Sunday, March 07, 2010

Chat With The Governor

Mass. Governor Deval Patrick (on left)
Beacon Hill, Boston
March 6, 2010
At right is Rob Whitney, in mid-background is Jim Ryan, and in far background is Ted Furst.

If you don't live in Massachusetts, then you don't know that our Governor, Deval Patrick, is facing a very tough re-election fight this year. Part of his problem is the fervent anti-incumbent mood that exists across the country. Part of the problem is the economy, and the fact that voters are both scared and angry (I would argue that fear is a more powerful motivator than anger, but that's a subject for a later post).

Part of the Governor's problem, though, is that he has not done a good enough job showing off what he's done and his roadmap for an additional term. And for that reason, the Governor is getting moving. Yesterday, he went to a small gathering of neighbors on Beacon Hill in Boston, hosted by Martha and Joel Pierce. I was happy to be invited and was able to attend.

The Governor reviewed his many accomplishments. He talked about ethics and education reform. He urged those in attendance to be educated and engage our neighbors in debate (even those, as he put it, who don't agree with us). He also ended his comments by urging all to "believe," a nice reference back to the visionary oratory so common when he was a candidate four years ago.

I asked the Governor a question about casinos. As I plan to detail in a later post, I have real trouble accepting the notion of casinos, primarily because of what I witnessed growing up in Conn. near Foxwoods and the Mohegan Sun. I told the Governor I was concerned casinos in Massachusetts would take away from the economic activity of nearby towns, rather than contribute to it. The Governor answered by noting that the siting of the casinos would be key to their success. Whether I agree or not depends on his definition of "siting," which I can go into in the later post.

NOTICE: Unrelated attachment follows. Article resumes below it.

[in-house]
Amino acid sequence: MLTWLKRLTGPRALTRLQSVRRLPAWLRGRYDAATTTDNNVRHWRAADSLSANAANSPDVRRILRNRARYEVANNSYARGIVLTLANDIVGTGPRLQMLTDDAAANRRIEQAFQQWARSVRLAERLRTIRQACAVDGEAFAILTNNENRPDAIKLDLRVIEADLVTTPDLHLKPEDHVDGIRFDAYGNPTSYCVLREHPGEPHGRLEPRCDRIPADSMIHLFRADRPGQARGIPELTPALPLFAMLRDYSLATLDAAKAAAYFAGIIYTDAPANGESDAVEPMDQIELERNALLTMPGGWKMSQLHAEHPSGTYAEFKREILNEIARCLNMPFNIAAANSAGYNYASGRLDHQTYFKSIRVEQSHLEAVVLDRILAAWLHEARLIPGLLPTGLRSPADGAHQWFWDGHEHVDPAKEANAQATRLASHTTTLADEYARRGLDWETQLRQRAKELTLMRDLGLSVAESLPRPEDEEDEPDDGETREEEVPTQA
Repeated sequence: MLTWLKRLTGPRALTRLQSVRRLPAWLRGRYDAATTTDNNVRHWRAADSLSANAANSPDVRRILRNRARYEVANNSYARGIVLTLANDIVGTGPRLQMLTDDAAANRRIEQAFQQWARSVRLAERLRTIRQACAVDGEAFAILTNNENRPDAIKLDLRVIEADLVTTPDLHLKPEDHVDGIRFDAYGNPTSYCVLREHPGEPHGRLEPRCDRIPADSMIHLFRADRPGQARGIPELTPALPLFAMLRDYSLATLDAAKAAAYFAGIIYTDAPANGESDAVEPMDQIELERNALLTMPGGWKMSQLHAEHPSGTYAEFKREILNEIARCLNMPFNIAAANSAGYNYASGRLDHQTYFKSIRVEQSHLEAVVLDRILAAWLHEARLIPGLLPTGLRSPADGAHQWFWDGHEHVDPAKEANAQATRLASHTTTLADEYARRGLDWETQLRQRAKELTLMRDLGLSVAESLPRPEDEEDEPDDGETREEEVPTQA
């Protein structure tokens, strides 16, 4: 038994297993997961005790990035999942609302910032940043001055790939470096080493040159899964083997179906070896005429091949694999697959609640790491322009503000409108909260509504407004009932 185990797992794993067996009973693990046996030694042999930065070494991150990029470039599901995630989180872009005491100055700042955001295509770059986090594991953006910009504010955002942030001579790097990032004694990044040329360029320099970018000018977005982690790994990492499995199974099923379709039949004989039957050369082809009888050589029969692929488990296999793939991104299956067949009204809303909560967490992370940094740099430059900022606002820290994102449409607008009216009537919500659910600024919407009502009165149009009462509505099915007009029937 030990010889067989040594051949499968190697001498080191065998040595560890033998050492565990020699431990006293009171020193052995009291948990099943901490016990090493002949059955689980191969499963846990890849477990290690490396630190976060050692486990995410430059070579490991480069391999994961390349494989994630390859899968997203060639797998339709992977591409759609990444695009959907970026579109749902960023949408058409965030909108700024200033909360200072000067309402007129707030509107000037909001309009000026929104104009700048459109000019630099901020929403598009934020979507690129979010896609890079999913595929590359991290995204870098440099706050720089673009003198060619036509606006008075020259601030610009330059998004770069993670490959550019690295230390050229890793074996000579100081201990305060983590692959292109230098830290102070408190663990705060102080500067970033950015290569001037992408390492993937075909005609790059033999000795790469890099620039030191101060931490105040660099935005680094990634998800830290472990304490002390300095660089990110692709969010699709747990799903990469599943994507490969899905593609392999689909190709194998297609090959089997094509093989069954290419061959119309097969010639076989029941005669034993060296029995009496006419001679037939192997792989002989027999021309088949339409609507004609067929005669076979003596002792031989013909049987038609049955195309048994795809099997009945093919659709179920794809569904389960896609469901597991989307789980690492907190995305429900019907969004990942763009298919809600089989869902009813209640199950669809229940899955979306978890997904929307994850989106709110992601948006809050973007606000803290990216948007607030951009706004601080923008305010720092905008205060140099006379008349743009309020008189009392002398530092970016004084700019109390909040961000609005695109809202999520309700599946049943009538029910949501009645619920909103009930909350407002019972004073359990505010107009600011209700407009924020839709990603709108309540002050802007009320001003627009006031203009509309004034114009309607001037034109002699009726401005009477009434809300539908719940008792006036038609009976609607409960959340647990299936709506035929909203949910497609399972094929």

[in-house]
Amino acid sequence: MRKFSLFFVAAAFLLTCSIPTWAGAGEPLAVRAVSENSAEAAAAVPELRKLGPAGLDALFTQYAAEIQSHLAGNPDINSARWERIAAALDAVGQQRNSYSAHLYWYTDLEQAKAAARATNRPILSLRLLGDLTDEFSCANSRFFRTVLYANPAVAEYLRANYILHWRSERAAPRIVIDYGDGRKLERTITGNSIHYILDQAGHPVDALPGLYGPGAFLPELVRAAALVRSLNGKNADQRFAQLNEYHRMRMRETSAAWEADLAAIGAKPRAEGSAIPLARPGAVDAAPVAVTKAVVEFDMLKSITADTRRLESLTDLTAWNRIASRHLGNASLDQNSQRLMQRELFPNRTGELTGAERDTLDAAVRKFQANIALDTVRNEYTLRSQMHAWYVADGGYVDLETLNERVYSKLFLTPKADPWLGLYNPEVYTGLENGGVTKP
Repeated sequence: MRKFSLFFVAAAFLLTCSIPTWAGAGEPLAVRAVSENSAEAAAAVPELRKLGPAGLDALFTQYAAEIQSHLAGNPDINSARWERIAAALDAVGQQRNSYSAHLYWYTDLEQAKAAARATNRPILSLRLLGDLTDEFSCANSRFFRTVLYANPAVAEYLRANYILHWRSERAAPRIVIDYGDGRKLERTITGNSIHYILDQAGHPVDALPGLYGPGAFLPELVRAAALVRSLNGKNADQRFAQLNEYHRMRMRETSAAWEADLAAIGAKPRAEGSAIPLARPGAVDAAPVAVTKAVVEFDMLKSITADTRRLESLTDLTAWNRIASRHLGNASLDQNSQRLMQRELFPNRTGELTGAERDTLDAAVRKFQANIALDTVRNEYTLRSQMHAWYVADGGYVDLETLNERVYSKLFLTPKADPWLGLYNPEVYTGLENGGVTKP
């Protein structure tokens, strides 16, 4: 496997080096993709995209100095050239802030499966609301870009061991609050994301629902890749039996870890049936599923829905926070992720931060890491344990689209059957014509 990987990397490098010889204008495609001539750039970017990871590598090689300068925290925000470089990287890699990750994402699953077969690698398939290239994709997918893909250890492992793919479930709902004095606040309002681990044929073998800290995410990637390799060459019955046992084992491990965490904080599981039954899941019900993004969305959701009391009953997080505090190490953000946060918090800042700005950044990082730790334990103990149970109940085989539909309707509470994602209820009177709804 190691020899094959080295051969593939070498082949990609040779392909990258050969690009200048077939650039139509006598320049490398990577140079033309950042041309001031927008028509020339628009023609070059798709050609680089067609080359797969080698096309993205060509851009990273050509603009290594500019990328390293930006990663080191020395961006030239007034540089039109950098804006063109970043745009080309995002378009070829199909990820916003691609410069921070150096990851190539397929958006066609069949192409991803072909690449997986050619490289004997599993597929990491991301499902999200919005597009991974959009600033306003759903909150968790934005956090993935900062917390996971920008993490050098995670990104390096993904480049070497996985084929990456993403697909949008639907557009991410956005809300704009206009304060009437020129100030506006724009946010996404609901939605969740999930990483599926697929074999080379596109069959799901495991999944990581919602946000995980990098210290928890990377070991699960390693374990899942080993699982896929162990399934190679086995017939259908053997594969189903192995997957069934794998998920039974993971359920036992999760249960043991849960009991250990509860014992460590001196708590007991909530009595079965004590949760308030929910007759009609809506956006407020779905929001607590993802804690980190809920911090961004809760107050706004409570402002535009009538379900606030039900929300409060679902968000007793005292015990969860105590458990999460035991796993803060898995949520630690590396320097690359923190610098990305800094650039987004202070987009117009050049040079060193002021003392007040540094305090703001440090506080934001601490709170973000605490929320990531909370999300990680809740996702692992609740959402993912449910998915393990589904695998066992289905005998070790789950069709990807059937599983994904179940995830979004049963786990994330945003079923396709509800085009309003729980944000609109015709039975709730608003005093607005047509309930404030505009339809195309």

On the whole, I think the Governor has done much for Massachusetts over the past four years. The Governor noted yesterday how he likes campaigning, but hates to fund raise or brag (He says President Obama told him in the Fall to "get over it."). While bragging is important for any incumbent (and warranted by the Governor), the average voter is more skeptical than ever. Governor Patrick needs to connect his accomplishments to what he aims to do, and he needs to connect what he aims to do to the issues that have people scared: jobs, and their way of life.

Massachusetts voters are reading everywhere about how the lives of their children will not be better than their own, and we are reading that for the first time in generations. Innately, voters are optimistic, but they need politicians to acknowledge their fears and present ideas that will assuage them. Right now, the fear is connected to the economy. Governor Patrick has the smarts and ideas---and no doubt the presentation skills---so that people can believe in him.

Let the campaign begin.

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